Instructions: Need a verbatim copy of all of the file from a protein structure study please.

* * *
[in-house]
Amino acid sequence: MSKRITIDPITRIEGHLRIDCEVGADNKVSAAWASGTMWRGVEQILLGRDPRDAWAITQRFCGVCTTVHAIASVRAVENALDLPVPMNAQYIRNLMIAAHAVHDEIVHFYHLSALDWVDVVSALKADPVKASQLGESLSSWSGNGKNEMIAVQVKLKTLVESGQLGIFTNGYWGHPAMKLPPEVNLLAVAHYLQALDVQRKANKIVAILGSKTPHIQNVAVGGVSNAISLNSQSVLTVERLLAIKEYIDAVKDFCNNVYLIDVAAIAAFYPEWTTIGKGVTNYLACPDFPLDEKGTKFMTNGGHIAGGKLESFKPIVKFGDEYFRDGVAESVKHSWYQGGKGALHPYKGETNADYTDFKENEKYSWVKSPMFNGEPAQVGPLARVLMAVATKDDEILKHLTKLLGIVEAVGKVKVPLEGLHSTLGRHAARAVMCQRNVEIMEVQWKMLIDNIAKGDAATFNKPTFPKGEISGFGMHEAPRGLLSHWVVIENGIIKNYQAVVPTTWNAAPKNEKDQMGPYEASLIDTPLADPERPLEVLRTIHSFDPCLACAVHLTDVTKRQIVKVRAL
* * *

[in-house]
Amino acid sequence: MSKRITIDPITRIEGHLRIDCEVGADNKVSAAWASGTMWRGVEQILLGRDPRDAWAITQRFCGVCTTVHAIASVRAVENALDLPVPMNAQYIRNLMIAAHAVHDEIVHFYHLSALDWVDVVSALKADPVKASQLGESLSSWSGNGKNEMIAVQVKLKTLVESGQLGIFTNGYWGHPAMKLPPEVNLLAVAHYLQALDVQRKANKIVAILGSKTPHIQNVAVGGVSNAISLNSQSVLTVERLLAIKEYIDAVKDFCNNVYLIDVAAIAAFYPEWTTIGKGVTNYLACPDFPLDEKGTKFMTNGGHIAGGKLESFKPIVKFGDEYFRDGVAESVKHSWYQGGKGALHPYKGETNADYTDFKENEKYSWVKSPMFNGEPAQVGPLARVLMAVATKDDEILKHLTKLLGIVEAVGKVKVPLEGLHSTLGRHAARAVMCQRNVEIMEVQWKMLIDNIAKGDAATFNKPTFPKGEISGFGMHEAPRGLLSHWVVIENGIIKNYQAVVPTTWNAAPKNEKDQMGPYEASLIDTPLADPERPLEVLRTIHSFDPCLACAVHLTDVTKRQIVKVRAL